It didn't matter that Arizona Cardinals quarterback Blaine Gabbert was facing second-, third- and fourth-string Dallas Cowboys defenders Thursday night. Gabbert had an impressive first half while displaying arm strength and zip with a touch that allowed him to complete an array of tough passes. He finished 11-of-14 for 185 yards, completing his first eight passes. Gabbert made a case for the Cardinals to open the backup quarterback job to a competition.
Here's a closer look at the Cardinals' 20-18 loss to the Cowboys in the Hall of Fame Game at Canton, Ohio:
QB depth chart: Without starter Carson Palmer or backup Drew Stanton playing Thursday, Gabbert made a case to kick off a legitimate competition with Stanton to be Palmer's backup. Fourth-stringer Trevor Knight finished 5-of-14 for 68 yards.
When it was starters vs. starters, the Cardinals looked ... Consistent. The Cardinals' offense marched down the field on its first two drives efficiently and seamlessly, scoring touchdowns on both possessions. Arizona used a balance of runs and passes, finding a rhythm in the running game behind both Kerwynn Williams and Andre Ellington. Defensively, the Cardinals pressured the Cowboys up front consistently, especially defensive tackle Robert Nkemdiche.
One reason to be concerned: Arizona's backup cornerbacks did not capitalize on the opportunity to play significant snaps Thursday. Both Brandon Williams and Harlan Miller, who started opposite Williams, could have helped themselves move up the depth chart with solid performances against the Cowboys. But neither showed enough to impress their coaches. Williams was inconsistent, making an impressive pass breakup on one play and then getting called for pass interference on the next. He also had an interception but gave up a deep ball as well. On the other side, Miller, a cornerback-turned-safety, was beat early. Neither helped his case Thursday night.
That guy could start: Rookie wide receiver Chad Williams could be one of the Cardinals’ top three receivers with his performance Thursday night. He had one catch on which he stopped on a dime, then spun, causing a Cowboys defensive back to slide off him. He has the size, speed and elusiveness to be a primary option for Palmer this year.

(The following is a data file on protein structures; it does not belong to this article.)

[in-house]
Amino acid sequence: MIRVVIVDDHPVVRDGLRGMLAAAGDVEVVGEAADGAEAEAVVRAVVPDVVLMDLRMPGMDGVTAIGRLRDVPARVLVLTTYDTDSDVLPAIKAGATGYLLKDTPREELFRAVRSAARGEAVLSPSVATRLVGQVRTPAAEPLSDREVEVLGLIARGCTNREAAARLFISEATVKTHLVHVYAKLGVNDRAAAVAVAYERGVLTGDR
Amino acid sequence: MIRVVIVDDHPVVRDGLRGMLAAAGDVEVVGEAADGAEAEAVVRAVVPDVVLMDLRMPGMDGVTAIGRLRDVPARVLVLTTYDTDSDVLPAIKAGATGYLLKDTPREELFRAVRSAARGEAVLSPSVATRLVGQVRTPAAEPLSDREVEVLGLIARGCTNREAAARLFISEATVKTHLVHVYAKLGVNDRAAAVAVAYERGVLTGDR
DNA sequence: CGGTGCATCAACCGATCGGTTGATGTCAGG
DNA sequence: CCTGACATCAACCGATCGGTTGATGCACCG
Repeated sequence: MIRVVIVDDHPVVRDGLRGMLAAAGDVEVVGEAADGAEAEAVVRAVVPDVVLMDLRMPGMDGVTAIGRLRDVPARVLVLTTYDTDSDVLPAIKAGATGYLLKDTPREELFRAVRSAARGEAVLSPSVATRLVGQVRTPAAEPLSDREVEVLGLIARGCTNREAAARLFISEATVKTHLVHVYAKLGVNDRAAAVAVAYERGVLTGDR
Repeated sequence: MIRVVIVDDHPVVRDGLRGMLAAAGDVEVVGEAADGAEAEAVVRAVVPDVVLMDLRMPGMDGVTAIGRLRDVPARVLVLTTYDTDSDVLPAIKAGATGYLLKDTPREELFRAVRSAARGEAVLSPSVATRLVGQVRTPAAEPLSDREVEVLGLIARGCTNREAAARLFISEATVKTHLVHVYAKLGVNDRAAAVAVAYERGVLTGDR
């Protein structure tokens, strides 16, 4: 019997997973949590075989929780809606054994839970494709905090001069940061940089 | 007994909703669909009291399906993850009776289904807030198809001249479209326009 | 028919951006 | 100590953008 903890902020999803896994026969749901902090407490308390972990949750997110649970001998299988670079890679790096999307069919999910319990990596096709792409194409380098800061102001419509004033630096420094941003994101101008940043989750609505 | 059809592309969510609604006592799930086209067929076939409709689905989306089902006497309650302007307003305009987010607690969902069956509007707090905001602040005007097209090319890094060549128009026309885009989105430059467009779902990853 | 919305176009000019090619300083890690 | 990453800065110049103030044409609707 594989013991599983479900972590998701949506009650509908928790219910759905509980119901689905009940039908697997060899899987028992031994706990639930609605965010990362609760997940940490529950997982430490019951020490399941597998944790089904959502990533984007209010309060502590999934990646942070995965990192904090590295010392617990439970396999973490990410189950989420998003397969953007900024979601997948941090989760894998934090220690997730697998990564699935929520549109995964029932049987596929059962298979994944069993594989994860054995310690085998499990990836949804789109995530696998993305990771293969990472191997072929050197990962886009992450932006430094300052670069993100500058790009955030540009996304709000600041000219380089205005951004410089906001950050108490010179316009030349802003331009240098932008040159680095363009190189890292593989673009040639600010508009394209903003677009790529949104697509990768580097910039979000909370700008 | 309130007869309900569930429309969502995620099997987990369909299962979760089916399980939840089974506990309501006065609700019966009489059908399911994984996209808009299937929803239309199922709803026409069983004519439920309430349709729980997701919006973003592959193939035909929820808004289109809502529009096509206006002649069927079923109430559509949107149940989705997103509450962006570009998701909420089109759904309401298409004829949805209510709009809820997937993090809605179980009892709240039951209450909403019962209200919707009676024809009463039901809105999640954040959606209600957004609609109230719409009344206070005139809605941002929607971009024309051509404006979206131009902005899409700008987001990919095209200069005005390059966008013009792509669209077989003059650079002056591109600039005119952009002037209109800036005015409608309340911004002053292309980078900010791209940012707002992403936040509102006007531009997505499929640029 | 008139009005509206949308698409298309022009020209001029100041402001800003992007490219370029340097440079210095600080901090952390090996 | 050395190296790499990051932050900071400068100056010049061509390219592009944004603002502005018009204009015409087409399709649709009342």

Rookie watch: In all, the Cardinals' drafted rookies performed well. Their first-round pick, linebacker Haason Reddick, played most of the first half. Williams was impressive. T.J. Logan turned heads with his speed. But the most impressive rookie was safety Budda Baker. He played most of the game, getting much-needed snaps to make up for lost time from missing OTAs and minicamp.
A powerful Nkemdiche: Second-year defensive tackle Robert Nkemdiche looked like the type of player the Cardinals expected him to be last year. He was powerful off the line, pushing back the Cowboys offensive line, and he got into the backfield with regularity. As long as he can stay healthy, that type of performance will be expected out of Nkemdiche all season.
Budda is budding: Rookie safety Baker was given significant playing time Thursday and showed glimpses of why the Cardinals are excited about their second-round pick. He looked like another Tyrann Mathieu on the field -- blitzing off the edge, getting involved in the box and defending the run. He had a nice pass breakup and was active around the field. It's even more impressive when you consider he has been on the field in the Cardinals' defense for less than two weeks.
Good thing for Phil: The Cardinals' experiment of trying their two punters -- Richie Leone and Matt Wile -- at kicker may end up being just that, an experiment. Each missed a field goal -- Leone from 51 yards and Wile from 32. Their performance left little doubt that Phil Dawson will be the Cardinals' kicker this season.